Back then, you had to be responsible for your outcomes in an often dangerous environment. In the corporate culture, you can stay a child forever, but on the farm you had to grow up or die. 

The good news is that we can reclaim what the farmers knew. And we can use that wisdom to help us deal with an uncertain future.

That wisdom is responsibility.

In today’s uncertain, unstable work environment, we need to find within ourselves the responsible and adaptive person our forbears could invoke in troubled times. We need, once again, to become adults.

Responsibility involves being able and willing to take care of oneself, to take charge of one’s life. If we accept the challenge and take responsibility for our work lives, we will find, not danger and insecurity, but challenge and opportunity.

We need, especially, to be able to adapt to changing conditions, to roll with the punches. We need to “surf the wave we’re on.” The technology that threatens our job security also offers ways to improve our situation.

What we’ve got, today, is tremendous opportunities disguised as troubling shifts in workplace stability.

The information revolution is reversing the industrial revolution. What the industrial age did was it allowed individuals to team up in mechanized hierarchical ways to create factories and production. . . . In the future it’s all headed towards individual brands. . . . We’re all founders. We are all meant to work for ourselves. — Naval Ravikant

Here, then, are some starter ideas for navigating the roiling seas of the changing work environment:

• The career middle path: Computers and robots tend to replace human workers in areas where the task can be calculated and calibrated mathematically. Oddly, the simplest jobs are often the hardest to automate. (It’s more difficult for a machine to lift a glass of water than to play a game of chess.) Meanwhile, some of the most challenging and prestigious jobs — data analysis, disease diagnosis, factory management — are straightforward tasks for computing. Recruiters no longer prize MBA grads as much as good salespeople and entrepreneurial self-starters. Some of the highest-skill careers are disappearing, while many of the low-paying, low-skill, high-touch jobs still thrive. Safest, for now, are those mid-level careers — craftspeople, tradespeople (plumbers, electricians), sales — that require several skill sets or advanced people skills. Plan accordingly.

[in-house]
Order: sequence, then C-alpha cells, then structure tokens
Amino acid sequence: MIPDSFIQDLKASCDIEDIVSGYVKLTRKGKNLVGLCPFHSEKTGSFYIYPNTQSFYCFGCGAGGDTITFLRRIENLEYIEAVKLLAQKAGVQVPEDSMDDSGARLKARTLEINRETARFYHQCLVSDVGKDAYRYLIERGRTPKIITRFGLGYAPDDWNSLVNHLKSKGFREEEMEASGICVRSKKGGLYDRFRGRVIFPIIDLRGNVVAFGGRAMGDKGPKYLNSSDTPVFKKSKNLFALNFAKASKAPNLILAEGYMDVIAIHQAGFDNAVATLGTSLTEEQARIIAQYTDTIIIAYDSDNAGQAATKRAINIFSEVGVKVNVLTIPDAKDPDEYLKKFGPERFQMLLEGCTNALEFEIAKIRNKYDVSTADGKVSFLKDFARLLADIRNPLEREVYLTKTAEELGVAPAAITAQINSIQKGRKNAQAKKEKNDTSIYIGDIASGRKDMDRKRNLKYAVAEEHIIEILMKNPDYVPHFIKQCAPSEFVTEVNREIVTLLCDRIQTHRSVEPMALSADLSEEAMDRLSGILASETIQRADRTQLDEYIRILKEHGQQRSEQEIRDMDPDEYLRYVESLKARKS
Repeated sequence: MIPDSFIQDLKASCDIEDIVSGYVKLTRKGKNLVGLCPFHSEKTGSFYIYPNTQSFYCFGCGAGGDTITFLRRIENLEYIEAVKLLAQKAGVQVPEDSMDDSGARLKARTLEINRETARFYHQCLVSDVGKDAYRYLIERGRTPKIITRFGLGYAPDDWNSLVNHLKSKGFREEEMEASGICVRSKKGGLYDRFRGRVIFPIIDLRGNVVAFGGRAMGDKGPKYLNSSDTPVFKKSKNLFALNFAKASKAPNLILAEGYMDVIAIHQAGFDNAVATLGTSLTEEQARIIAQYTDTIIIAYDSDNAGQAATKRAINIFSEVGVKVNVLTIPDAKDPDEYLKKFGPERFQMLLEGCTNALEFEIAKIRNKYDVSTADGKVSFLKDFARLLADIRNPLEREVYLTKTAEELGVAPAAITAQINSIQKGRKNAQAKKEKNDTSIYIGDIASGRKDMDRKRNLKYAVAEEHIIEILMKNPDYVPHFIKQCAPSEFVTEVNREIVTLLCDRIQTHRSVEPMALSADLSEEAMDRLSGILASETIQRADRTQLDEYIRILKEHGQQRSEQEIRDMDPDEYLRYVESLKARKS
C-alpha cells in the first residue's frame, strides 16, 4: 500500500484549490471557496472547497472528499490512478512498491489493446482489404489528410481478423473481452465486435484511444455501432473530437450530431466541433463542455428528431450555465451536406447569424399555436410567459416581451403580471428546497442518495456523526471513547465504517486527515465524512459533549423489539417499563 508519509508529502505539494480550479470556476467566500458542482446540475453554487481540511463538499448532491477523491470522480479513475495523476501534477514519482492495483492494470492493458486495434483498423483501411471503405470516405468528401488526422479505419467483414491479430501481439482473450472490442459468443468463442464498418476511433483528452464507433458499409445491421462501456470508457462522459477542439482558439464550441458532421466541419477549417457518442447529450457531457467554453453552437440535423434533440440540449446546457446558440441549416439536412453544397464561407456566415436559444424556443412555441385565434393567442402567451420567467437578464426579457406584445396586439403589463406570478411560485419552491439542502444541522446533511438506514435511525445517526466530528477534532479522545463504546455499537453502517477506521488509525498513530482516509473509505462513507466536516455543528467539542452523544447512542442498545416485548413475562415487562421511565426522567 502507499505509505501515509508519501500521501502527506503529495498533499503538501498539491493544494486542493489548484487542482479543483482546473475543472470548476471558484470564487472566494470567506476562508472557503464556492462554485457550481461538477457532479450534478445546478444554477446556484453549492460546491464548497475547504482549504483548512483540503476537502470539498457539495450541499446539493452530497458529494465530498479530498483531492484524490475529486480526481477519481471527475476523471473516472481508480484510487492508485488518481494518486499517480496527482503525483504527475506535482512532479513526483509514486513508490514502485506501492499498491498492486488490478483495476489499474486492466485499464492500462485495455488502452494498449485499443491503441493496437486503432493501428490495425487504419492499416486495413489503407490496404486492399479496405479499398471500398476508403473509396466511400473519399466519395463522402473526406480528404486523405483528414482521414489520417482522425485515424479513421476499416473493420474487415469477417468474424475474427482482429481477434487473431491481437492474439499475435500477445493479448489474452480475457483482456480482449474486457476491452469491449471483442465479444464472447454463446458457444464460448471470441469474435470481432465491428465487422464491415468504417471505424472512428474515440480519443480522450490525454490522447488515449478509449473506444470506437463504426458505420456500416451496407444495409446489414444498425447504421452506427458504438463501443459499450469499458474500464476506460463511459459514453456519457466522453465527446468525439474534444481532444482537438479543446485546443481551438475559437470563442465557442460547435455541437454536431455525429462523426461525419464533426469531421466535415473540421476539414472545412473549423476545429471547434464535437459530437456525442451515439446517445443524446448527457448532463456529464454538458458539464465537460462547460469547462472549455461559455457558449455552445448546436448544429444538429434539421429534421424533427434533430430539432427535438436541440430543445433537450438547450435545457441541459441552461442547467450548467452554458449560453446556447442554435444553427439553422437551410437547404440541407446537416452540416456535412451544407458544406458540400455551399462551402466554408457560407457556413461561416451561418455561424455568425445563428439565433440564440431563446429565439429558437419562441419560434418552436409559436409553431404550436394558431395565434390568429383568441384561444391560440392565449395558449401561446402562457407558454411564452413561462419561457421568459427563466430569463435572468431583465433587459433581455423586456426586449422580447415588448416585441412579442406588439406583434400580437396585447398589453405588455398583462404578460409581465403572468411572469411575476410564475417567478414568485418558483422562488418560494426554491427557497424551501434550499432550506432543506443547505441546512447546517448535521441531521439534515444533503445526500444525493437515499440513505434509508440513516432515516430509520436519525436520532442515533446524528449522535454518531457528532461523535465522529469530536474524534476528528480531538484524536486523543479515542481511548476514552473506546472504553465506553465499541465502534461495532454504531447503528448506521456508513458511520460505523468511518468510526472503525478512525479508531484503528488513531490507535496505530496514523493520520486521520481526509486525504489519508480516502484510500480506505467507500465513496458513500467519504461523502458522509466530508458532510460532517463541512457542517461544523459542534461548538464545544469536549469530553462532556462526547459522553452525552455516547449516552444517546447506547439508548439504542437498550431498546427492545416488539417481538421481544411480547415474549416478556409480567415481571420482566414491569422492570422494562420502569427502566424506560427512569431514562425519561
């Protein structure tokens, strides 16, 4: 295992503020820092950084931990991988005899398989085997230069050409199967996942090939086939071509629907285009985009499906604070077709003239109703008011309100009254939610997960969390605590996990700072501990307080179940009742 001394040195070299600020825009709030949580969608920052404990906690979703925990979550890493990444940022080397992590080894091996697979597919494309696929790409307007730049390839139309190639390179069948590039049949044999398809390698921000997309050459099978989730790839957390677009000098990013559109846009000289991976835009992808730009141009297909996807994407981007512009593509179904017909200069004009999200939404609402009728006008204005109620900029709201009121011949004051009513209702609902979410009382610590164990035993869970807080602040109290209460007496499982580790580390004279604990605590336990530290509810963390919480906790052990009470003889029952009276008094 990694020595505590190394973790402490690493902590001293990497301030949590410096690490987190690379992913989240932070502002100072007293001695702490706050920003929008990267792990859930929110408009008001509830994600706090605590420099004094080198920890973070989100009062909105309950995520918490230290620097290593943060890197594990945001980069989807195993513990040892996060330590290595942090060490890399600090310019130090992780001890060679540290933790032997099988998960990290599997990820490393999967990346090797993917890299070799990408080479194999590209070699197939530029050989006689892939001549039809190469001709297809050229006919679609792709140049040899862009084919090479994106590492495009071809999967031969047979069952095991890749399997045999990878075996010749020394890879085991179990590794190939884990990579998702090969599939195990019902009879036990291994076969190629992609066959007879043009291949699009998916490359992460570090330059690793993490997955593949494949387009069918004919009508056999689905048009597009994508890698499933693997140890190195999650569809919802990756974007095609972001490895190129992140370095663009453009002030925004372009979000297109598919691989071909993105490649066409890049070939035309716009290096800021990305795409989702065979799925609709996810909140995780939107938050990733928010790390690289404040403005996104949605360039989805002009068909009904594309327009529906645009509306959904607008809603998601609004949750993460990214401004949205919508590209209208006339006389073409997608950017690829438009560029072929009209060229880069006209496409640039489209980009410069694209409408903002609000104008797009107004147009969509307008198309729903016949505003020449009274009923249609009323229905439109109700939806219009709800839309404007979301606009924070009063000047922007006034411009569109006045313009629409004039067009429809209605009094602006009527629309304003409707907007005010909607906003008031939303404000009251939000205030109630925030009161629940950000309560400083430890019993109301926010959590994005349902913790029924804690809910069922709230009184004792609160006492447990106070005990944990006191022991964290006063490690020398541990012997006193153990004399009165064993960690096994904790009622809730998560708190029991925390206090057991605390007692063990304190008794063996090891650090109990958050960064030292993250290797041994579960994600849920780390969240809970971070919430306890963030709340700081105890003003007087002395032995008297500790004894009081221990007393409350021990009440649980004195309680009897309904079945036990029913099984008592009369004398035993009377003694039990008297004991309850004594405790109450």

The 10 most difficult roles to fill are: skilled trade workers (eg. electricians, chefs, butchers, mechanics), sales representatives, mechanical and civil engineers, technicians, drivers, management/executives, accounting or otherwise financial professionals, office support staff, IT staff, and production or machine operations workers. — Daniel Burrus

• Multiple career identities: We often define ourselves by our jobs: “I’m a doctor” … “I’m a salesperson” … “I’m an artist” … “I’m a scientist”. Today it may be better to regard ourselves as people who juggle several opportunities at once. At the very least, don’t let the work define you:

• “I’m a sales person” — Instead: “I do sales work, and I’m developing some new product ideas.”

• “I’m an office worker” — Instead: “I do work for the [so-and-so] company, and I’m taking night classes and developing a home-based project.”

• “I’m a doctor” – Instead: “I treat patients at the local hospital and teach a class at the university, and I’m writing a book about medicine.” 

Think for yourself as a free agent, responsible for your own security and always on the lookout for the next great job. — Stephen Pollan

• Two part-time jobs: Many companies have responded to government demands for more full-time benefits by hiring part-time workers. We can bitch and moan about this, but we’d be behaving like kids who grouse about their unfair parents. Instead, we can invoke our inner adult and grab the opportunities at hand: 

• Two part-time jobs can add up to more money than one full-time job in the same field. 

• A couple of part-time jobs often allow for flexible scheduling, so a worker can arrange for a free day to visit the doctor (or Disneyland). 

• Workers can receive ObamaCare, so this part of the benefits is covered. Meanwhile, other bennies are effectively paid for by lowering salaries. (There’s no free lunch, kiddies. Remember: we need to grow up.)

• If you lose one part-time job, you still have the other, which is better than losing all of it at once. 

• It’s easier to replace one of the part-time jobs (if, say, you hate it) than replace a full-time bad one.

• Multiple jobs reduce boredom, not to mention the all-too-common feeling of being trapped in a 40-hour quagmire. 

Do what you can, with what you’ve got, where you are. — Theodore Roosevelt

• Multiple streams of income: It’s been said that the wealthy tend to have several sources of money. And several is much more secure than only one. The list might include:

• A main job

• A side job (instructor, sales rep, consultant, craftsperson)

• Investments: 401Ks, IRAs, savings, inheritance, etc 

• A percentage of a business you helped start

• A unique product for sale online or at stores

• A “long tail” older product that still generates a trickle of sales

• A group project — perhaps with friends, family, or co-workers — that’s growing into a money-making enterprise